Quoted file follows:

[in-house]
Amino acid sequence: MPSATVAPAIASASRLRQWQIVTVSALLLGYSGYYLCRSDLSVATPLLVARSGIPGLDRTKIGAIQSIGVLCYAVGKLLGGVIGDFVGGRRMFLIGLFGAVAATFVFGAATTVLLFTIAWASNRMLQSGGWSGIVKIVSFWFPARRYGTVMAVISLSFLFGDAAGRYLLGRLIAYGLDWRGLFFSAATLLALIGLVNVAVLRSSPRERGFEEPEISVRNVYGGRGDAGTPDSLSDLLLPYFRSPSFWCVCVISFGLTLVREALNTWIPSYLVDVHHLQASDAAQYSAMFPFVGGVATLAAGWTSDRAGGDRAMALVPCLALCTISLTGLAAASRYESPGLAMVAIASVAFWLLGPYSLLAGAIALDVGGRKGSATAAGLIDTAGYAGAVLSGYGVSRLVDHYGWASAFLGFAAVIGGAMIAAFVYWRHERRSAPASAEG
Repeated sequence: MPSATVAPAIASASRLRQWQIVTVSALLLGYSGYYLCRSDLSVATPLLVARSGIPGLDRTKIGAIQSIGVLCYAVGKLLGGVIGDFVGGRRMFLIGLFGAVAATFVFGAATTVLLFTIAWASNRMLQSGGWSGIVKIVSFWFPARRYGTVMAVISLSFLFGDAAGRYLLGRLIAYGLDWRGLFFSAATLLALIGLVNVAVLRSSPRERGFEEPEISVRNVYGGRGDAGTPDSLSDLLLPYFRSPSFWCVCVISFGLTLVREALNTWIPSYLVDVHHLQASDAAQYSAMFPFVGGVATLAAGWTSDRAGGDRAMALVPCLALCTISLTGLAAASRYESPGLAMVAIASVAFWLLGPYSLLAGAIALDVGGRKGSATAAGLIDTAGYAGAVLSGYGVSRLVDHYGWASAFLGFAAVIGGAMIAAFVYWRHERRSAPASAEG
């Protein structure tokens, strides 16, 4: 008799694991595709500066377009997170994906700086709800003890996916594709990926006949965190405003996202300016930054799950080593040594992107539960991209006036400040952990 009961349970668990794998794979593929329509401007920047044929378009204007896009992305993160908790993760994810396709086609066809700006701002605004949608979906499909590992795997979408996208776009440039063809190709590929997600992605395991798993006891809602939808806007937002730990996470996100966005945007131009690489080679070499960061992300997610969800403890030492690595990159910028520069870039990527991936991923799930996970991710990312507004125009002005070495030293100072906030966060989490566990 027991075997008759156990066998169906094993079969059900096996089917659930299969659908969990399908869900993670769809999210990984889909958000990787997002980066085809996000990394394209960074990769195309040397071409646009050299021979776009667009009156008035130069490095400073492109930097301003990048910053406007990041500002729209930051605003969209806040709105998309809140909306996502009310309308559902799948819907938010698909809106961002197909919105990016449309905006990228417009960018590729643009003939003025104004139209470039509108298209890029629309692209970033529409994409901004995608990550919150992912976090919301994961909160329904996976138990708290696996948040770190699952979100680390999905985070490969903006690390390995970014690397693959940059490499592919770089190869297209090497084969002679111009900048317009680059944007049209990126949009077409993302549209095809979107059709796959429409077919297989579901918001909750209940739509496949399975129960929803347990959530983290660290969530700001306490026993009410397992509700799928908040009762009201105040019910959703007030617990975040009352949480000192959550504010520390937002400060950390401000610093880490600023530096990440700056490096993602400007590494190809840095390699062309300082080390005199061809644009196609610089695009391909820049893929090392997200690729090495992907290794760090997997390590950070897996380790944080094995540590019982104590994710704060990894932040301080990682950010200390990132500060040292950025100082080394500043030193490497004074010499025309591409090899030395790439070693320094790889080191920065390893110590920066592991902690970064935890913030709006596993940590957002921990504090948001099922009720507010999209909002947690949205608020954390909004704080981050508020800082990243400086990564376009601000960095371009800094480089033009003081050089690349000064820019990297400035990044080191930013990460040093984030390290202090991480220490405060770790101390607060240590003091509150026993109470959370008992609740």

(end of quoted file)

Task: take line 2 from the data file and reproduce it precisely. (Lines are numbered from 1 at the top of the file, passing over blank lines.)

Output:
Amino acid sequence: MPSATVAPAIASASRLRQWQIVTVSALLLGYSGYYLCRSDLSVATPLLVARSGIPGLDRTKIGAIQSIGVLCYAVGKLLGGVIGDFVGGRRMFLIGLFGAVAATFVFGAATTVLLFTIAWASNRMLQSGGWSGIVKIVSFWFPARRYGTVMAVISLSFLFGDAAGRYLLGRLIAYGLDWRGLFFSAATLLALIGLVNVAVLRSSPRERGFEEPEISVRNVYGGRGDAGTPDSLSDLLLPYFRSPSFWCVCVISFGLTLVREALNTWIPSYLVDVHHLQASDAAQYSAMFPFVGGVATLAAGWTSDRAGGDRAMALVPCLALCTISLTGLAAASRYESPGLAMVAIASVAFWLLGPYSLLAGAIALDVGGRKGSATAAGLIDTAGYAGAVLSGYGVSRLVDHYGWASAFLGFAAVIGGAMIAAFVYWRHERRSAPASAEG